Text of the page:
By Bruce Campbell, Staff Writer
Enid News & Eagle
David Zachary will leave an impressive football coaching legacy when he retires from the Deer Creek-Lamont school system at the end of the month.
Zachary had a record of 75-29 in nine seasons with the Eagles, including a perfect 13-0 record in taking DCLA to its first-ever state football championship in 2010.
As an assistant, he was a part of two other state championship teams — Chandler (1984) and Medford (1999). He had stops at Walters, Comanche and Waukomis as well.
Not bad for someone who didn’t play a down of high school football.
“It wasn’t because I was a great coach,’’ Zachary said. “We had great kids to work with. They made a commitment to get better and when that happens, it’s easy to coach.’’
Zachary plans to return to his hometown of Granite, where his parents still reside.
“Everybody who is kin to us lives down there,’’ Zachary said. “My parents took care of me for 19 years. It’s time for me to take care of them.’’
His son, Aaron, is being transferred to Fort Hood, Texas.
“I hoped to have stayed for another year,’’ Zachary said, “but this is a good time for me to get out of here. Everything is in good shape. My wife (a teacher at Medford) has 30 years in. I have 35. That’s long enough.’’
He said he will miss coaching and working with all the student body as the superintendent and will especially miss the northwest Oklahoma area.
“They were good hard-working kids and the parents let you coach,’’ Zachary said. “It was a good move for me to come over here. We used to play at a lot of homecomings. Nobody plays us for homecoming anymore.’’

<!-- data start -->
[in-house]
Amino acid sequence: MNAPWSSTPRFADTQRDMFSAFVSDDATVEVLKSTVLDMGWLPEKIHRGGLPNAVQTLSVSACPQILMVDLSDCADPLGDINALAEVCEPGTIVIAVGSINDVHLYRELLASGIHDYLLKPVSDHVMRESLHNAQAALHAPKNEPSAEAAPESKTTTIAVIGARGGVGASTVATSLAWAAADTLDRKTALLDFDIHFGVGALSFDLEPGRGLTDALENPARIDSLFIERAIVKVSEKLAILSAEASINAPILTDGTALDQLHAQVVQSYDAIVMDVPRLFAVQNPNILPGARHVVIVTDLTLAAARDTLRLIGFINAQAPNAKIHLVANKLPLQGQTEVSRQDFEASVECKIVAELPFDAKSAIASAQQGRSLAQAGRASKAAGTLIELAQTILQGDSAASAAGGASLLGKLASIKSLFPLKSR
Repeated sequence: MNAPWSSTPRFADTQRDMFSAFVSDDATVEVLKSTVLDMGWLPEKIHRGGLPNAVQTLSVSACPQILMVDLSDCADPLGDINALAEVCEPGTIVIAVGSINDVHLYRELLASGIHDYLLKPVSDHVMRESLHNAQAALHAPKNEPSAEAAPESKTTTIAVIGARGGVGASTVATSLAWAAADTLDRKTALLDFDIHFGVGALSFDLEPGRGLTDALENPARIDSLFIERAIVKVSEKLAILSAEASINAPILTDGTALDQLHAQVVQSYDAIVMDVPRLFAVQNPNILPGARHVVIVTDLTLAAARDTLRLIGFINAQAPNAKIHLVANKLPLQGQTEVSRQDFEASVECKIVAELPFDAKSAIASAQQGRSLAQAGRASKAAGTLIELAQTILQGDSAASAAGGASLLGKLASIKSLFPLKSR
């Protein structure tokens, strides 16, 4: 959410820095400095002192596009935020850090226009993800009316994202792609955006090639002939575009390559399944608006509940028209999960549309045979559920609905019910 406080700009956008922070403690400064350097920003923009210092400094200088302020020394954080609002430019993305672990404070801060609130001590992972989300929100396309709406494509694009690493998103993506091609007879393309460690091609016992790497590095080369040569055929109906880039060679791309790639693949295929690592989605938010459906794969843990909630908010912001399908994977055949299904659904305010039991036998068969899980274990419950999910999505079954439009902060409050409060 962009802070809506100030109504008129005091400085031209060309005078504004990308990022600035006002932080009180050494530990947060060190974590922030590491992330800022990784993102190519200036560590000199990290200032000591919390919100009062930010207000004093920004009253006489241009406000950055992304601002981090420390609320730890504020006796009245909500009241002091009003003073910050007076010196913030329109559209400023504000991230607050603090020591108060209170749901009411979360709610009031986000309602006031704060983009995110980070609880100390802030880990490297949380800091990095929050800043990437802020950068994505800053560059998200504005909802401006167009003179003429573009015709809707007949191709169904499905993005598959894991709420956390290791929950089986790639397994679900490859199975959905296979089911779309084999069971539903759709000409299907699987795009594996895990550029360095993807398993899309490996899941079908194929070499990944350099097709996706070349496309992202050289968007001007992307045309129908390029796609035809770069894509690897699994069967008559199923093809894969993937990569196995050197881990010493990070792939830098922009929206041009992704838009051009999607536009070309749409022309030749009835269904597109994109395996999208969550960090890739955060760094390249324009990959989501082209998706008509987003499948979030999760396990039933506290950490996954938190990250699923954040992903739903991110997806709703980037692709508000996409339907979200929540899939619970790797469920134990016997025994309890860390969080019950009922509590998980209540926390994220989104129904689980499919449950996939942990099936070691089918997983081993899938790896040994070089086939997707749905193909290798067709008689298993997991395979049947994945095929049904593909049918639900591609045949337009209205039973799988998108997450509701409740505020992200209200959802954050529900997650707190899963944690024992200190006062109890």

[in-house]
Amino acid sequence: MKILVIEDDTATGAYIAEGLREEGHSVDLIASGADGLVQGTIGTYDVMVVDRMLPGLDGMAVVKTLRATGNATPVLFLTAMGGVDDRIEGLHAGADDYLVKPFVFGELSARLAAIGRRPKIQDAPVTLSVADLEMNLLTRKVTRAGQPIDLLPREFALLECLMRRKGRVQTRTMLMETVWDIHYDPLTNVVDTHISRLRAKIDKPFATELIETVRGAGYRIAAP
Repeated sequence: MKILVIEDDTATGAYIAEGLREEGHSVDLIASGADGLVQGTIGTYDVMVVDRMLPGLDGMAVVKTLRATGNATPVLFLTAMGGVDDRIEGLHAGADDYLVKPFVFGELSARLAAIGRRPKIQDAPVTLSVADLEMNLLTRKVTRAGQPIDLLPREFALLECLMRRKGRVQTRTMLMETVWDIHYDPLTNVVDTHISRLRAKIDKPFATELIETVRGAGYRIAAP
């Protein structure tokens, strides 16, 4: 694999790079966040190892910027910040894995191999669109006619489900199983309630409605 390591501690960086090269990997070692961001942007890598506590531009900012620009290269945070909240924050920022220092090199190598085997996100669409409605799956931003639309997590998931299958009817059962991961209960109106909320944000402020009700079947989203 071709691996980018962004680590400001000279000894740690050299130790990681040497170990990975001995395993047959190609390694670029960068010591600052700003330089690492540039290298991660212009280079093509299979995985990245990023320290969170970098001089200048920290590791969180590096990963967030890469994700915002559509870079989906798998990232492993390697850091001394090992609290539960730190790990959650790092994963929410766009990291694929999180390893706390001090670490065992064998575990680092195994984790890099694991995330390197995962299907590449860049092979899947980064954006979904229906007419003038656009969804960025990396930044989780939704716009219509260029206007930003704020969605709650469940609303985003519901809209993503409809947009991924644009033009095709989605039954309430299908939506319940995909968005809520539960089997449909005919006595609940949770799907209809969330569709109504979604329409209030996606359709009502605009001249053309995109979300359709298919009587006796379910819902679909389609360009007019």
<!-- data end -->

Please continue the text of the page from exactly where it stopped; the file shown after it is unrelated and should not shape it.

Mike Thompson, Zachary’s longtime assistant, will be the new head football coach. Jim Lewis,the principal at Wayne, is the new superintendent.
“Everything is in good hands,’’ Zachary said.
Zachary’s two favorite memories were games with Shattuck — a 28-0 win in the 2010 state finals and a 16-12 win in the 2009 quarterfinals which broke the Indians’ 93-game winning streak.
“We had some kids that can say they never lost to Shattuck,’’ Zachary said. “There’s not many people that can say that. I can’t remember in 2010 having trouble with any kid. Doing well in the classroom was a priority for them.’’
Zachary might have gotten another title in 2011 had Connor Kirby, the News & Eagle 8-man Northwest Oklahoma Player of the Year, not been injured.
Zachary got the thrill of sharing Medford’s 1999 title with his son Aaron, who was a standout receiver and defensive back with the Cardinals.
“It was exciting to be part of those teams,’’ Zachary said. “There’s a lot of good coaches who didn’t get to play in a championship game, much less win one.’’
Zachary joked, “I wasn’t as I smart as I thought I was,’’ when he first became the head coach at DCLA.
“A guy like (quarterback) Eli Reese made us look like we could coach a bit,’’ Zachary said. “In junior high, he had to run for his life. I think he developed his skills from doing that.’’
He will miss working with the players the most. He helped at DCLA’s recent football camp, knowing it would probably be the last time he coached.
“The neat thing about small schools is you know the name of almost every kid in school,’’ Zachary said. “We’re a family. We have had some adversity here (two students died during Zachary’s 9 years). We helped each other through it. I don’t understand how people can handle adversity if they don’t have close friends or believe in God.’’
Zachary was the long-time president of the 8-Man Coaches Association where he developed more “family’’ ties.
“We’re pretty close in 8-man,’’ he said. “I know if my car breaks down anywhere in the state, I can call somebody and they would be there to help in 15 or 20 minutes.’’